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Ditto is a distributed database that optimizes for availability, which means that you can always write to your local database even if you are disconnected from the internet. Writes from all peers will synchronize and Ditto will resolve any conflicts.

Ditto uses a delta state CRDT, which means Ditto only replicates data if it has changed. This makes Ditto very fast.


Ditto doesn't have a concept of "inserting" data, only "upserting" data. This means that each device must assume that their operations are modifying documents that may already exist on some other device in the network. This is because it is possible that the current device just hasn't synchronized that document yet.

Creating a document

If you do not supply an id, Ditto will create one for you and return it. Note that the id is immutable. This means that you cannot change the id once you have created the document.

do {    // upsert JSON-compatible data into Ditto    let docID = try["people"].upsert([        "name": "Susan",        "age": 31    ])} catch {    //handle error    print(error)}

As an example, let's say we have a document in the people collection that looks like this:

{  "_id": "123abc",  "name": "Sam",  "age": 45,  "isOnline": false}

When you upsert a document, only the supplied fields will be modified. Existing fields are left unmodified.

do {    // upsert JSON-compatible data into Ditto    let docID = try["people"].upsert([        "_id": "abc123",        "name": "Susan",        "age": 31    ])    XCTAssertEqual(docID, "abc123")} catch {    //handle error    print(error)}

This results in the name and age changing, but isOnline is untouched:

{  "_id": "123abc",  "name": "Susan",  "age": 31,  "isOnline": false}

Default Data

Default Data can be thought of as "placeholder" data. Default Data is useful when your app needs to load "starter" data from an external data source, like from a backend API, on multiple devices. Ditto's approach to conflict resolution orders changes by time. In most situations, this leads to predictable behavior. However, if your application is upserting the same initial data into multiple devices, such as common data from a central backend API, this could result in overwriting later changes:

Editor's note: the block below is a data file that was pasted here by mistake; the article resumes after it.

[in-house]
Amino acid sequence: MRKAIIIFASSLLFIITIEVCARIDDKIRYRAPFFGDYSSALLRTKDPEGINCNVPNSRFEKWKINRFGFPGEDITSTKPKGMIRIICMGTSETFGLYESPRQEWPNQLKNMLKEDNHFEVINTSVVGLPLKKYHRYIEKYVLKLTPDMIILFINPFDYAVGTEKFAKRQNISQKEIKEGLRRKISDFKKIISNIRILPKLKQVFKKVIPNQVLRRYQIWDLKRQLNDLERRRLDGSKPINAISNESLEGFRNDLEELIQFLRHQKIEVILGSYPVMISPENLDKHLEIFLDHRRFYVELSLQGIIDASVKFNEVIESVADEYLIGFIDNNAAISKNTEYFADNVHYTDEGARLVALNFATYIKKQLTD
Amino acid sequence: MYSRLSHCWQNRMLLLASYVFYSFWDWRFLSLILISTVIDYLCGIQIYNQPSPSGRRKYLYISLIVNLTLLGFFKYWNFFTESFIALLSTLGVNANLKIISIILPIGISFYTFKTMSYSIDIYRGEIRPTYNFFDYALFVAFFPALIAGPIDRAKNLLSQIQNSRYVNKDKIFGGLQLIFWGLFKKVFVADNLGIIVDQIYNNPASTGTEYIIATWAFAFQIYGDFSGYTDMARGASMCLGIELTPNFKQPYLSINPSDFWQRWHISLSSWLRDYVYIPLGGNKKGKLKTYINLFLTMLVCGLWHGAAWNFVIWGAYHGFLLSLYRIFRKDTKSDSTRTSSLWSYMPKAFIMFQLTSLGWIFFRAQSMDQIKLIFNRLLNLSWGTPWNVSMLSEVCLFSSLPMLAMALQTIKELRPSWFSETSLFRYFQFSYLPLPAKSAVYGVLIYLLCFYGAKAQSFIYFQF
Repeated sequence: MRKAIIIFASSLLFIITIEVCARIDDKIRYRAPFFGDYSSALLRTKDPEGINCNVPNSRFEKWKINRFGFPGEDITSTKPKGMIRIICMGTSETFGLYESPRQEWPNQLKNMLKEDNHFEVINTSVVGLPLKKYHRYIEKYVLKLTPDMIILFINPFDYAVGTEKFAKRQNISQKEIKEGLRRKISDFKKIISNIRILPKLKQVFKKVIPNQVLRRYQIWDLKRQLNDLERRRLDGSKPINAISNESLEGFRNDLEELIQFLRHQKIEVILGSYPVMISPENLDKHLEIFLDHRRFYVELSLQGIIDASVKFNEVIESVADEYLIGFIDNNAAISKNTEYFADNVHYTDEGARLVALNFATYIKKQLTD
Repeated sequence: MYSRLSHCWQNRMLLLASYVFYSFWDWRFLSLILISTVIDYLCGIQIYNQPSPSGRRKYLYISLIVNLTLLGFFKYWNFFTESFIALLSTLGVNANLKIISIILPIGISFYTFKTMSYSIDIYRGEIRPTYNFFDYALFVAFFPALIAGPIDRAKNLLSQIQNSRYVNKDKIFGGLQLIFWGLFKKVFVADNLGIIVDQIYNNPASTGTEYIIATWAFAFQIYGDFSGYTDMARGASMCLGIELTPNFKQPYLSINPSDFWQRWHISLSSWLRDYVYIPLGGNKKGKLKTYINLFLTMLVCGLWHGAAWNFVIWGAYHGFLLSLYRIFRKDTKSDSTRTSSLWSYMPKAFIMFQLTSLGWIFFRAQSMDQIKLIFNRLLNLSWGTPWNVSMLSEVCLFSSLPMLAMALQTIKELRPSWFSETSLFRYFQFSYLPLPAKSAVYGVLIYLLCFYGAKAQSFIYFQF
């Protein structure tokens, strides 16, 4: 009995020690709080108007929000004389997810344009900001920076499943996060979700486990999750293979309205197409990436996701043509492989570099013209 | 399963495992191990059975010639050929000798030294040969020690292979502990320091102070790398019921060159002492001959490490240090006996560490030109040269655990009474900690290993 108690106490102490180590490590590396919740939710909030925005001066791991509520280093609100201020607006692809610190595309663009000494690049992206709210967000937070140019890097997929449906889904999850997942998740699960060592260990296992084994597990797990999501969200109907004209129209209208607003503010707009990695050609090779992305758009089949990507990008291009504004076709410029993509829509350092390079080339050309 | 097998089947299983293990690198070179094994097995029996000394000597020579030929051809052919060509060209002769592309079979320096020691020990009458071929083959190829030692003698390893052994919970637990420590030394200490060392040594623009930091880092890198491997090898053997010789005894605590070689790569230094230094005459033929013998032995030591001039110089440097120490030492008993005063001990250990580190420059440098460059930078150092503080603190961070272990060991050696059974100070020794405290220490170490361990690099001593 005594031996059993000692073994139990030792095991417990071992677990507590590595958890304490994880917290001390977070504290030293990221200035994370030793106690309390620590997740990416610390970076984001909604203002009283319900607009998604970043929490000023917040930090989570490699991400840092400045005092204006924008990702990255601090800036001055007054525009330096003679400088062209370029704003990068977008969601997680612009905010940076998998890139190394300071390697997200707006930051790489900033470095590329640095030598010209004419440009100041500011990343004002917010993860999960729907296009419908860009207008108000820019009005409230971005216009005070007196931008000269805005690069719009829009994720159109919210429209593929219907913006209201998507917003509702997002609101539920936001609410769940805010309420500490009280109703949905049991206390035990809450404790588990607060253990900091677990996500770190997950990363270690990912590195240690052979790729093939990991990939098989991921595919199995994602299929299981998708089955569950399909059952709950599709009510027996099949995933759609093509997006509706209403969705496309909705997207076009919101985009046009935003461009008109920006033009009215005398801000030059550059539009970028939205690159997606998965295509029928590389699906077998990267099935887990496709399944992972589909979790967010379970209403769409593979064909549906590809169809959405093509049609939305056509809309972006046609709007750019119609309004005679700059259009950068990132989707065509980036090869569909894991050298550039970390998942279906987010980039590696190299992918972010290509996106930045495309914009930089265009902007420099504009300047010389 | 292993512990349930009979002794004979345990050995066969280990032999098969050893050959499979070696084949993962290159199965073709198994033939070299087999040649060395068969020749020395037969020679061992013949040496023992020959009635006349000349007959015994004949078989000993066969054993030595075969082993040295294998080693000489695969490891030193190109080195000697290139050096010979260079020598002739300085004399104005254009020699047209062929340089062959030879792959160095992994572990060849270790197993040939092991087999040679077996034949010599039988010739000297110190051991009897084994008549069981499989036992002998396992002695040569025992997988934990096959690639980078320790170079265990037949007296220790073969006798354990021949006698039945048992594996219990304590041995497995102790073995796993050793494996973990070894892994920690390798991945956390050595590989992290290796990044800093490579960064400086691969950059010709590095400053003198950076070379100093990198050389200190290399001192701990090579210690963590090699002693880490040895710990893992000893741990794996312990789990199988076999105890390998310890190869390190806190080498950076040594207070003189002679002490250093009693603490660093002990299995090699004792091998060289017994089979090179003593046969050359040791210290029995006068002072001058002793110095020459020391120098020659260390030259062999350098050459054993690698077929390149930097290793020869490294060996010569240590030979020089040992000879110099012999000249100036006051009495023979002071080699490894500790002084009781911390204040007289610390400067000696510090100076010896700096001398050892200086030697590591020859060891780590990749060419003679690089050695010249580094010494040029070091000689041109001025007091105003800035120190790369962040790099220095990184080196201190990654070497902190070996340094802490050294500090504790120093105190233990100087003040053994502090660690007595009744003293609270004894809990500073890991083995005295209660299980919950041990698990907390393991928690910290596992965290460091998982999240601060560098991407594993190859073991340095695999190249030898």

1. Device A upserts a document {"firstName": "Adam"} at time = 0 after downloading from a central API.
  2. Device A updates the document to {"firstName": "Max"} at time = 1.
  3. Device B synchronizes with Device A receiving the document {"firstName": "Max"} at time = 2.
  4. Device B downloads the same document from the backend API {"firstName": "Adam"} and upserts at t = 3, which overwrites the previous change synced at time = 1

In the above example, both Device A and B want to preserve the change by Device A that occurred after downloading the common data. To do so, Ditto offers an additional parameter: isDefault.


If you insert the same data on each peer without using the default data API, each device will accumulate unbounded metadata, which could cause the local disk space to grow infinitely.

do {    let docID = try["people"].upsert([        "name": "Susan",        "age": 31    ], writeStrategy: .insertDefaultIfAbsent)} catch {    //handle error    print(error)}

Updating existing documents

Updating an existing document is different depending on the type being updated


  • Set - sets value for a given key in the document
  • Remove - removes a value for a given key in the document


  • Replace with counter - will convert a number value for a given key into a counter
  • Increment - unlike a number, a counter allows for increment operations (decrement is performed by incrementing by a negative increment) and these operations will converge